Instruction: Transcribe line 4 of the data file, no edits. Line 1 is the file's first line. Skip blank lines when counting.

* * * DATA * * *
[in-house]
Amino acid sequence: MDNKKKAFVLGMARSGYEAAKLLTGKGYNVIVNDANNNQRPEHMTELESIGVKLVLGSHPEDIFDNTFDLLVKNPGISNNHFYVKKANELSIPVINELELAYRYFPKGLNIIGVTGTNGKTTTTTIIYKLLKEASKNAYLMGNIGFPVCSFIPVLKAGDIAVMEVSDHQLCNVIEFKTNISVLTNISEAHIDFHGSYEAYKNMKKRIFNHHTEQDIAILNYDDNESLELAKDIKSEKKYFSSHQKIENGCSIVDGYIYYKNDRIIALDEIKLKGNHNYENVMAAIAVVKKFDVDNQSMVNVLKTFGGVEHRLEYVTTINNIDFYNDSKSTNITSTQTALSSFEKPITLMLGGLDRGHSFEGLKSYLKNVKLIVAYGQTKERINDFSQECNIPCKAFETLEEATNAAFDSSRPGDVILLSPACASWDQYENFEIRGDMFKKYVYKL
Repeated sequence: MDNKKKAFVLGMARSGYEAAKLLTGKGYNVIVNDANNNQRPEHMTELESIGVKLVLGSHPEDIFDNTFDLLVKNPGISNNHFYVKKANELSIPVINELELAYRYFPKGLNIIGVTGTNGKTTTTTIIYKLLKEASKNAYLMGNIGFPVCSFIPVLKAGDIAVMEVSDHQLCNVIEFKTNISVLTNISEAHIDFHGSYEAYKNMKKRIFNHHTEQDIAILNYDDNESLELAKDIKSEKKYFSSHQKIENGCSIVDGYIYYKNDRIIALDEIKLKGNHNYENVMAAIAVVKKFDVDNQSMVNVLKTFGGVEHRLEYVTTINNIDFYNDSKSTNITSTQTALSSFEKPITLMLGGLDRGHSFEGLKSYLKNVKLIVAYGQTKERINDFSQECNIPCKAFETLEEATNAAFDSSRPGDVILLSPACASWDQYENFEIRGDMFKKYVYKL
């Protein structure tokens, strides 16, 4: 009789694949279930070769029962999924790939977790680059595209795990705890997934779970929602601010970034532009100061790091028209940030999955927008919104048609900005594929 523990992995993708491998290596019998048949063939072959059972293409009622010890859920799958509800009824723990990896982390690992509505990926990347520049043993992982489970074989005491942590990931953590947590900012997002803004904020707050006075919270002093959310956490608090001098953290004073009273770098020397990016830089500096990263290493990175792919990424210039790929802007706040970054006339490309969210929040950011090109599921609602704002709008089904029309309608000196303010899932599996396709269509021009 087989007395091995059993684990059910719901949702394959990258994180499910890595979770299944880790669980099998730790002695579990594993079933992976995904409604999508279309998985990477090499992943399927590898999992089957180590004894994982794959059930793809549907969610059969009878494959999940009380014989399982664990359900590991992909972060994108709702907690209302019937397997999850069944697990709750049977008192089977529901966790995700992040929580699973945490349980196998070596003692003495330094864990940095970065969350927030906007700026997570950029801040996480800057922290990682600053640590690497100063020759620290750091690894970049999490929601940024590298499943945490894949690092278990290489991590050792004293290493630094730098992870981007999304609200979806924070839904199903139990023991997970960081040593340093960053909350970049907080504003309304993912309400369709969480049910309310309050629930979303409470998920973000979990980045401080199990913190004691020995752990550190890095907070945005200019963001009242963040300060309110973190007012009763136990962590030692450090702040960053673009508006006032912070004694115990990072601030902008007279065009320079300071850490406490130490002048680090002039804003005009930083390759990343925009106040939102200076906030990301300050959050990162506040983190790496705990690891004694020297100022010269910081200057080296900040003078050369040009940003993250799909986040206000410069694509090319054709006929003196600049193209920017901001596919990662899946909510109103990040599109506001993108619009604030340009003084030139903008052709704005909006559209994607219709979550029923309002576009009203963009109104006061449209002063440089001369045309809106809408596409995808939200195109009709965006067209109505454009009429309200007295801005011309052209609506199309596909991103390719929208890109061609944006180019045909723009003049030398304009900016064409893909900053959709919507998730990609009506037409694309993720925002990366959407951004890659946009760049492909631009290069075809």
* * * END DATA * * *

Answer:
């Protein structure tokens, strides 16, 4: 009789694949279930070769029962999924790939977790680059595209795990705890997934779970929602601010970034532009100061790091028209940030999955927008919104048609900005594929 523990992995993708491998290596019998048949063939072959059972293409009622010890859920799958509800009824723990990896982390690992509505990926990347520049043993992982489970074989005491942590990931953590947590900012997002803004904020707050006075919270002093959310956490608090001098953290004073009273770098020397990016830089500096990263290493990175792919990424210039790929802007706040970054006339490309969210929040950011090109599921609602704002709008089904029309309608000196303010899932599996396709269509021009 087989007395091995059993684990059910719901949702394959990258994180499910890595979770299944880790669980099998730790002695579990594993079933992976995904409604999508279309998985990477090499992943399927590898999992089957180590004894994982794959059930793809549907969610059969009878494959999940009380014989399982664990359900590991992909972060994108709702907690209302019937397997999850069944697990709750049977008192089977529901966790995700992040929580699973945490349980196998070596003692003495330094864990940095970065969350927030906007700026997570950029801040996480800057922290990682600053640590690497100063020759620290750091690894970049999490929601940024590298499943945490894949690092278990290489991590050792004293290493630094730098992870981007999304609200979806924070839904199903139990023991997970960081040593340093960053909350970049907080504003309304993912309400369709969480049910309310309050629930979303409470998920973000979990980045401080199990913190004691020995752990550190890095907070945005200019963001009242963040300060309110973190007012009763136990962590030692450090702040960053673009508006006032912070004694115990990072601030902008007279065009320079300071850490406490130490002048680090002039804003005009930083390759990343925009106040939102200076906030990301300050959050990162506040983190790496705990690891004694020297100022010269910081200057080296900040003078050369040009940003993250799909986040206000410069694509090319054709006929003196600049193209920017901001596919990662899946909510109103990040599109506001993108619009604030340009003084030139903008052709704005909006559209994607219709979550029923309002576009009203963009109104006061449209002063440089001369045309809106809408596409995808939200195109009709965006067209109505454009009429309200007295801005011309052209609506199309596909991103390719929208890109061609944006180019045909723009003049030398304009900016064409893909900053959709919507998730990609009506037409694309993720925002990366959407951004890659946009760049492909631009290069075809």